What Really Matters in the Railroad Industry
Ted is a member of The Motley Fool Blog Network -- entries represent the personal opinion of the blogger and are not formally edited.
Investors have all sorts of options when it comes to measuring business performance. You can look at earnings per share, free cash flow, EBITDA, profit margins, and a host of other metrics. But usually there are just one or two metrics that really matter in the long run.
It is important to determine what the important metrics are so that you can focus all of your attention on evaluating the business with respect to those metrics and ultimately decide whether it indicates the stock is a good investment or not.
For instance, for a community bank investors are going to focus on the bank's deposit base and loan book. The important questions to ask are, "What kind of a return does the bank earn on deposits?" and "How much is the current loan book worth?" Investors could not care less what the price to earnings ratio is or how much free cash flow is produced each year. EPS and free cash flow are not important metrics for community banks -- they can't tell investors how well the bank has done in the past or how well it might do in the future. Return on deposits does.
In this article, we are going to take a look at the railroad industry. Railroads have inherent moats due to regulations governing where and under what conditions new track can be laid. In many cases, railroads operate without any significant competition in the regions in which they operate. Although it varies depending on a railroad's typical freight type, the government-created monopoly positions enable railroads to earn stable profits over time.
The Most Important Metric for Railroads
While community banks' business models are centered around maximizing return on deposits, railroads' models are geared toward maximizing return on tangible assets. Railroads want to earn as much as possible per dollar of track laid, train cars owned, and other equipment owned. Therefore, investors should focus on return on tangible assets in order to determine how well a railroad has performed in the past and what kind of return investors in the stock can expect going forward.
(Note: The operating ratio -- a railroad's expenses as a percentage of revenue -- is undoubtedly important, but only insofar as it increases a railroad's return on tangible assets.)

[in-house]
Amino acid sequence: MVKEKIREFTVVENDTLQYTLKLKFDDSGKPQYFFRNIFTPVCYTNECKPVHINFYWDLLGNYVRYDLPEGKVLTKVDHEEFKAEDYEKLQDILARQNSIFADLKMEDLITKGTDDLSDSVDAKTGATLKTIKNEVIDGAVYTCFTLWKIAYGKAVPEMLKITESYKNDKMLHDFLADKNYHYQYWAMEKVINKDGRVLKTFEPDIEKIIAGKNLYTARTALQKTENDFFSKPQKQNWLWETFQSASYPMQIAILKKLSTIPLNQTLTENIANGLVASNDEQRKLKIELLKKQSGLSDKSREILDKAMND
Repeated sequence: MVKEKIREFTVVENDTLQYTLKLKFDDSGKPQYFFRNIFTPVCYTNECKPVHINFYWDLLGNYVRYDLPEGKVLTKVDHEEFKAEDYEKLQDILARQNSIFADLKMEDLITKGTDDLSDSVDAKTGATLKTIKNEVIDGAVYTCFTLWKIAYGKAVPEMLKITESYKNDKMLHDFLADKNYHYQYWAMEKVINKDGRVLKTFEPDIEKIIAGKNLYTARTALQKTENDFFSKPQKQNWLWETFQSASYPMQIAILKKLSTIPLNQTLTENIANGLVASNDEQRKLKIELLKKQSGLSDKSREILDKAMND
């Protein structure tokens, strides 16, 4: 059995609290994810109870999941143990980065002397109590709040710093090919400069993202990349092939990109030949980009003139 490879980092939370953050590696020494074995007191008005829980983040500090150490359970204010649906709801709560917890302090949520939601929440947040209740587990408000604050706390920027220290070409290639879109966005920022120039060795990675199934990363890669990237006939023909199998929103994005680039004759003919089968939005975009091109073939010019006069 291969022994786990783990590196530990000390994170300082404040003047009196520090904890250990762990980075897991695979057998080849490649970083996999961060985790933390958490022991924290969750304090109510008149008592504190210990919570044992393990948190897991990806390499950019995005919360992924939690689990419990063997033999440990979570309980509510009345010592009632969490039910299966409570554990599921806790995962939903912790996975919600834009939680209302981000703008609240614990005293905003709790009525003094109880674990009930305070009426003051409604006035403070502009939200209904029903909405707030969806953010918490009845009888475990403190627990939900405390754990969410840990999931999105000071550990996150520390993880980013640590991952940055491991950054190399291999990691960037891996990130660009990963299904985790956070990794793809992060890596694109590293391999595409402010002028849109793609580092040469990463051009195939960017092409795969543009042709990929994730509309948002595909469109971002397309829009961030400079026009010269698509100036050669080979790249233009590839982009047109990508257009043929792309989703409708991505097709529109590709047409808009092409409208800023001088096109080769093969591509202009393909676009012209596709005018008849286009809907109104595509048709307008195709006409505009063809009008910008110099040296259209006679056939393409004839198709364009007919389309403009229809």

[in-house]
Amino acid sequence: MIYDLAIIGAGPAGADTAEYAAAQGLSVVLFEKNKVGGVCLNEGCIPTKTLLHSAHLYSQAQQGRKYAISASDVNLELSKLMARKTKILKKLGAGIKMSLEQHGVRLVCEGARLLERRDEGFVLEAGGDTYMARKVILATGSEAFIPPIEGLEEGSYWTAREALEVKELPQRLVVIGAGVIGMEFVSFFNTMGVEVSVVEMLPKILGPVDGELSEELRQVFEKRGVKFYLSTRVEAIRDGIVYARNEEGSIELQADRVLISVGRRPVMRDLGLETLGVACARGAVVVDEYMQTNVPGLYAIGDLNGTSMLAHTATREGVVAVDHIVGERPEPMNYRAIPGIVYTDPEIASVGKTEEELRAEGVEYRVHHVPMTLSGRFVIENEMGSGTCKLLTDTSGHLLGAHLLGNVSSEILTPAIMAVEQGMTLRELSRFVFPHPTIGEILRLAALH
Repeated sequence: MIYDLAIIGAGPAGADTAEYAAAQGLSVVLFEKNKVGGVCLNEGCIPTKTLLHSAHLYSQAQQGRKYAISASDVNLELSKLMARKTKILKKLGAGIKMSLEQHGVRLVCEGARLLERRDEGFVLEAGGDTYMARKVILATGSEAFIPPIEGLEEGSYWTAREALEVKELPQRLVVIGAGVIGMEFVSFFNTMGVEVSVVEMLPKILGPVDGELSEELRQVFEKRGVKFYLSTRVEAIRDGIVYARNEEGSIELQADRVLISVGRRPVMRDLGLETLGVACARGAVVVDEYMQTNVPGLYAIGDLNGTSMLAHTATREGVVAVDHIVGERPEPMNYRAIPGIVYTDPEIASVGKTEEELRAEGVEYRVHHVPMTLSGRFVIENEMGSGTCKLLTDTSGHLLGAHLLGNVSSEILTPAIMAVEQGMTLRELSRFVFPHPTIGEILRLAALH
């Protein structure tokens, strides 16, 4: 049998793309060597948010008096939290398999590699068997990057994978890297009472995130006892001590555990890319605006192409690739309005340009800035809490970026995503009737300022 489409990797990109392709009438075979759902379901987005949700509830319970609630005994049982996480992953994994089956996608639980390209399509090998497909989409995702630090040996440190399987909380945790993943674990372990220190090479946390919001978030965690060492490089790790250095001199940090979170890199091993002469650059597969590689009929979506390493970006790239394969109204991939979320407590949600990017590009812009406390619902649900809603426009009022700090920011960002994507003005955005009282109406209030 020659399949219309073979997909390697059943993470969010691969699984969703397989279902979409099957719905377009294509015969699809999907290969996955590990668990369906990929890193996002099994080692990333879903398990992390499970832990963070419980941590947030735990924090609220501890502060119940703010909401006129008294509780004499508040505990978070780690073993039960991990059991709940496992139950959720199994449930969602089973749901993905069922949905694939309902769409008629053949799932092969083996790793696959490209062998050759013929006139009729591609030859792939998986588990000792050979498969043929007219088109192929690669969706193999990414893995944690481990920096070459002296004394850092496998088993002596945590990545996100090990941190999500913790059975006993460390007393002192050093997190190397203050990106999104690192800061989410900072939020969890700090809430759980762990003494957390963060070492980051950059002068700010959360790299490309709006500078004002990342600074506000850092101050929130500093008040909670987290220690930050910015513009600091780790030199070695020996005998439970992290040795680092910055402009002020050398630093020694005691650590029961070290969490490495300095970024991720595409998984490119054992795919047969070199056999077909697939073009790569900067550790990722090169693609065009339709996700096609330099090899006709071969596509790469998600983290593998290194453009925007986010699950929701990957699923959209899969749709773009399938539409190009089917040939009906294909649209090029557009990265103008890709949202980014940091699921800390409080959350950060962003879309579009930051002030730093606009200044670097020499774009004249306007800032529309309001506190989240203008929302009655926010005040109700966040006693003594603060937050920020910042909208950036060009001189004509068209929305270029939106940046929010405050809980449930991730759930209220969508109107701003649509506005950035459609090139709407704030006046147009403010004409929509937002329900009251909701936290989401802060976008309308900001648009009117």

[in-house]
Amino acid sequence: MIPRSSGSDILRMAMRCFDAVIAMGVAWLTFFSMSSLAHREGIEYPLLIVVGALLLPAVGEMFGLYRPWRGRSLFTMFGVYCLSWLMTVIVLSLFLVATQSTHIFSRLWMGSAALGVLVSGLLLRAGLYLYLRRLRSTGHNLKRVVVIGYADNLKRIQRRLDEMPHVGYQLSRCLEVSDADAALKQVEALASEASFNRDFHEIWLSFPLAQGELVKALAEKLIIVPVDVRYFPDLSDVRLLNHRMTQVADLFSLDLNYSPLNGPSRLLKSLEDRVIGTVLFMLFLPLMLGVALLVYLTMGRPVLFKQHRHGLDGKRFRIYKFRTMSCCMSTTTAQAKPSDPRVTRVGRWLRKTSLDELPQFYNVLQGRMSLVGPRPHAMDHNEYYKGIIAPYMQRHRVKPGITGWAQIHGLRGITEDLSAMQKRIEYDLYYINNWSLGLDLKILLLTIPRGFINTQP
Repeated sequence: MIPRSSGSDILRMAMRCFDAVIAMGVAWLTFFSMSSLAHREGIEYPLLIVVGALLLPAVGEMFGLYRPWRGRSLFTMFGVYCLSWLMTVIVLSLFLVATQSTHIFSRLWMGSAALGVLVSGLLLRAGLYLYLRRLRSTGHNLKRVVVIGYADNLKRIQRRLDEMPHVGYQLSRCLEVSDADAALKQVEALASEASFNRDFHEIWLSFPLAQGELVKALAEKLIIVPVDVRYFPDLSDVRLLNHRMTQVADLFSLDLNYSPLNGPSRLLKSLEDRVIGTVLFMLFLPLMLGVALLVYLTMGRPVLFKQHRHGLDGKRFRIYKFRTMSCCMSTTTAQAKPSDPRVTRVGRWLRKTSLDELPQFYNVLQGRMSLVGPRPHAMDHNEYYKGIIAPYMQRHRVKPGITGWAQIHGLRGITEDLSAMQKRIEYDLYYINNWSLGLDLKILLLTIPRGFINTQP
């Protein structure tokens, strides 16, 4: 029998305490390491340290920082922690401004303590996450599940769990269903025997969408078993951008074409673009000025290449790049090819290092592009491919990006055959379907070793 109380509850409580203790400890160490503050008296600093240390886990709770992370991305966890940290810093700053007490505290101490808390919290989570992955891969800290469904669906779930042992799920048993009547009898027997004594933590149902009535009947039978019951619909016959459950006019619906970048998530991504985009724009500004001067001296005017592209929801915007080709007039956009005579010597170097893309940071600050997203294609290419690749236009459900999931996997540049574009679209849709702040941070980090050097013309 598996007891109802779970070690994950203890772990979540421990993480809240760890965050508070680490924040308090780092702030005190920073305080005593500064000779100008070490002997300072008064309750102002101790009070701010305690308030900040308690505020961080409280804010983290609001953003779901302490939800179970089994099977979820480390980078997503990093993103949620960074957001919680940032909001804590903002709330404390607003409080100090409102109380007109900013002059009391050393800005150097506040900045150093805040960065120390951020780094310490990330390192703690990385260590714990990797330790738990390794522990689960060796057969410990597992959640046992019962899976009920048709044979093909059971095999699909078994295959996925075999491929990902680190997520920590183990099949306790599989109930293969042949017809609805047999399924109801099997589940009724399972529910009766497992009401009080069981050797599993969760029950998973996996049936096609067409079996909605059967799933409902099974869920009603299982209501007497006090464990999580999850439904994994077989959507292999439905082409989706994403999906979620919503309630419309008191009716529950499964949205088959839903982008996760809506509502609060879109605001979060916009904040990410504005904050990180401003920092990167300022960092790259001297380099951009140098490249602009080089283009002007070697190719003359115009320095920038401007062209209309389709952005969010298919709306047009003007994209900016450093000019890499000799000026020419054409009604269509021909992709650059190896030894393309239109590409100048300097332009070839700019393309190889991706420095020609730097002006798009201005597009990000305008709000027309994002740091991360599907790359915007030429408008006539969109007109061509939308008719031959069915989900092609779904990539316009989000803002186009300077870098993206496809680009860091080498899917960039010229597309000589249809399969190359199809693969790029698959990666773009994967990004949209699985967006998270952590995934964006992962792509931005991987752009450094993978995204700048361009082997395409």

Over the last few years, Union Pacific (NYSE: UNP) has outperformed its rivals in a metric similar to return on tangible assets -- pre-tax return on tangible invested assets (pre-tax earnings as a percent of tangible assets minus cash).
All railroads have improved over the last decade due to rising energy prices that have made rail more attractive than substitutes. But Union Pacific has managed to cut costs during the last few years, which has enabled it to earn higher returns on assets than its peers.Over the last ten years, Union Pacific has averaged an 8.46% pre-tax return on tangible invested assets. Railroad profitability does not get much higher than this across a full economic cycle due to the capital-intensive nature of the industry. But Union Pacific may be able to continue earning this high return because many of its long-term contracts coming up for renewal are likely to be renegotiated on more favorable terms to Union Pacific. As a result, investors may expect further upside from this best-in-class railroad.
While Union Pacific has out-earned other railroads, Kansas City Southern (NYSE: KSU) is bringing up the rear. The railroad earned less than 4% on tangible invested assets over the last ten years. In addition, sales growth has barely outpaced asset growth, which suggests the company can only grow by adding more assets. But at a 4% return on assets, investing in new assets is not a value-creating initiative.
KSU's low return can be explained in part by its operating model -- it derives a significant share of its revenue through concessions, not actually operating the railroads itself. The best thing that can be said about KSU is that it has plenty of room to improve its operating ratio, thus affording it lots of upside despite no/slow growth.
Norfolk Southern(NYSE: NSC) has not done quite as well as UNP -- it has averaged a 7.63% return on tangible invested assets since 2002 -- but its performance has been stellar relative to industry expectations. The railroad's intermodal franchise has allowed it to earn higher-than-normal returns. Meanwhile, it has successfully grown sales about 2.5 percentage points faster than tangible assets, which means it essentially earns a 10% return on tangible assets (2.5 + 7.6).
When you buy a railroad, you should think of it as though you were buying its tangible assets. If you want a 5% annual return on your investment, you should pay 2x tangible assets for a railroad that earns a 10% return on tangible assets. Don't think about book value or earnings per share -- concentrate on return on tangible assets.
Ted Cooper has no position in any stocks mentioned. The Motley Fool has no position in any of the stocks mentioned. Try any of our Foolish newsletter services free for 30 days. We Fools may not all hold the same opinions, but we all believe that considering a diverse range of insights makes us better investors. The Motley Fool has a disclosure policy. Is this post wrong? Click here. Think you can do better? Join us and write your own!